Thursday, December 19, 2013

Wednesday, December 18, 2013

Tank will be featured on Cesar Millan's FB page!

Monday, October 21, 2013

Midnight in the Garden of Good and Evil 'Possums

Last week, as I walked out in to the back yard to close things up for the night, Mazzy the dog-wolf was insistent that she needed to stay out by the kennel.  Usually that means their is some kind of critter out there.  I found I was right when she strolled over with a baby possum in her mouth.  She dropped it in the long grass by the never used BBQ (not even once this year).

I stopped long ago going out to check out the "dead thing". Sometimes they are not dead.  And I'm not picking it up, not in a million lifetimes.  I leave a note for the hubster to shovel it up and catapult it into the vacant lot behind ours.  The hubster is convinced that having dead, rotting rodents around the perimeter of the yard will deter future critters from committing the same transgressions as their predecessors.  Like the old head on a pike routine in the middle ages.  I don't think it works but the hubby is not convinced.

Mazzy is now almost 12 years old now, with bad hips and arthritis, but back in the day, she would get sometimes two or three critters every night.  Nutria originally had come to raid the apples and plums that had fallen on the ground, but as winter sets in more, the 'possums are far more troublesome than the veggie eating nutria.  The 'possums come for the chickens.

Sorry, I digress. Where was I?  Oh, the "dead thing".  The Husband came home from work, ans I told him about the "dead thing" and where it should be.  He went out there, and no possum.  Not unusual.  Mazzy has a weird way of killing things.  She doesn't tear anything up.  She just squeezes it with her massive jaw until it stops squeaking or whatever other noise it's making, then she leaves it on the ground.  since 'possums, well, "play 'possum" it's hard to tell sometimes.

Meanwhile last night the man decided to traipse about the yard, looking for a place to pee.  (He also thinks that if he pees around the perimeter of the yard, the pesky rodents will stay away. That theory was disproved and recorded in this post.) While tromping out to the fence line, he came upon the possum that he couldn't find the other night.  Then he looked over to his right and saw another one.  Then another one.  I seriously think I need to mow the yard, because these things looked as if they had been their a few days unnoticed by myself or the other dogs.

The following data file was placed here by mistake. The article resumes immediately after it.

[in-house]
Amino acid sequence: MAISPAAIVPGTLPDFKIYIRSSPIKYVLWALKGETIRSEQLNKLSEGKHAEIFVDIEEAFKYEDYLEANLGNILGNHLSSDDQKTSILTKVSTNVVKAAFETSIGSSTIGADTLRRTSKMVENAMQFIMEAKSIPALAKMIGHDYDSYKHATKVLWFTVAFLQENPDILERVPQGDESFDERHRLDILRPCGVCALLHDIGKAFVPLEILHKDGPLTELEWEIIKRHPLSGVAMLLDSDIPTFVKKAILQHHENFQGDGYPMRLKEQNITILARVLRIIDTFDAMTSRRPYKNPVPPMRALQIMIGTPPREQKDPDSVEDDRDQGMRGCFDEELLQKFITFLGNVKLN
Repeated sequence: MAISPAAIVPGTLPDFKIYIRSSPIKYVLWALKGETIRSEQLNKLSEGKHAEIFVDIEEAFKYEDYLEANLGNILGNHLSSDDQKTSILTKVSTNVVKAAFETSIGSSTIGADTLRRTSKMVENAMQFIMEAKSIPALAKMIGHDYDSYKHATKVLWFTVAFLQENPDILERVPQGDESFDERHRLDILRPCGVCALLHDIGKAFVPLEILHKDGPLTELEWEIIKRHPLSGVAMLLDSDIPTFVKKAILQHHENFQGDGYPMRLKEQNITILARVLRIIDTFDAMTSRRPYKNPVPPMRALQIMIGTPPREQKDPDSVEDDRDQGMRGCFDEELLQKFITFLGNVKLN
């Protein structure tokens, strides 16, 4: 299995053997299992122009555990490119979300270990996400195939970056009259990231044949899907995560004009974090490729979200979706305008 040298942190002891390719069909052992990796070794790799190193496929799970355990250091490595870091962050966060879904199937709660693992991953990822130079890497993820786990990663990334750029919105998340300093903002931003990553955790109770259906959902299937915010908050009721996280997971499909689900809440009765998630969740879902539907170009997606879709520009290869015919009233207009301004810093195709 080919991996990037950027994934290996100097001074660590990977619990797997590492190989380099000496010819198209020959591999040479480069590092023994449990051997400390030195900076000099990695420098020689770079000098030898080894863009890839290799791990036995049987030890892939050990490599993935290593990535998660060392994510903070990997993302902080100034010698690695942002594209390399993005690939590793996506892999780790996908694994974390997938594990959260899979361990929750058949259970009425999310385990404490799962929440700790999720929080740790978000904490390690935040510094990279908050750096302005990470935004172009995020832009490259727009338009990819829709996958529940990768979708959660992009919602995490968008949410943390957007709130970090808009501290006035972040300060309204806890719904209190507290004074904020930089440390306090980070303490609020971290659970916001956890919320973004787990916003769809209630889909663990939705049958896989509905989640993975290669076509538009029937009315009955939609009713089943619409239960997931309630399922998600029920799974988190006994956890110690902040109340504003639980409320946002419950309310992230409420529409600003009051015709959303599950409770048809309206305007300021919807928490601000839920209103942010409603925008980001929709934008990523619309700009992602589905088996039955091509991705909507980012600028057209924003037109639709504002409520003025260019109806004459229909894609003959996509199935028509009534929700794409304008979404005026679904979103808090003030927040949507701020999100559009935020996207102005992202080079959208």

In total, their were three young 'possums dead in my backyard jungle (er; GRASS).  Good job, Mazzy!

Now if I could only trust her with the chickens, I could set her to guarding the hen house.  The husband and myself spent the better part of an hour getting a very big and fat adult possum out of the nesting box in the coop late the other night. Johnny Cash, our big Cochin rooster was absolutely no help.  He flew the coop before his ladies even had a chance to squawk.

I actually didn't do a whole lot that night to help either.  Oh, I was there.  I gave good advice on how to hold the shovel my husband was wielding.  But other than that I just stood back and giggled to myself while watching him in his headlamp, mock-jabbing at it, while loudly yelling "hiya hiya, GIT!".  It eventually "git"ed, and all was calm again.  For a while at least.

Tuesday, March 26, 2013

When The Going Gets Tough . . .

Dear Mr. and Mrs. Average Pet Owner:

Thank you for contacting us animal rescuers, shelter volunteers, and foster-homes about your inability to keep your pet. We receive an extremely high volume of inquiries and requests to accept surrendered animals (and none of us is getting paid, OK?). To help us expedite your problem as quickly as possible, please observe the following guidelines:

1. Do not say that you are "CONSIDERING finding a good home" for your pet, or that you, "feel you MIGHT be forced to," or that you "really THINK it would be better if" you unloaded the poor beast. Ninety-five percent of you have already got your minds stone-cold made up that the animal WILL be out of your life by the weekend at the latest. Say so. If you don't, I'm going to waste a lot of time giving you common-sense, easy solutions for very fixable problems, and you're going to waste a lot of time coming up with fanciful reasons why the solution couldn't possibly work for you. For instance, you say the cat claws the furniture, and I tell you about nail-clipping and scratching posts and aversion training, and then you go into a long harangue about how your husband won't let you put a scratching post in the family room, and your ADHD daughter cries if you use a squirt bottle on the cat, and your congenital thumb abnormalities prevent you from using nail scissors and etc., etc. Just say you're getting rid of the cat.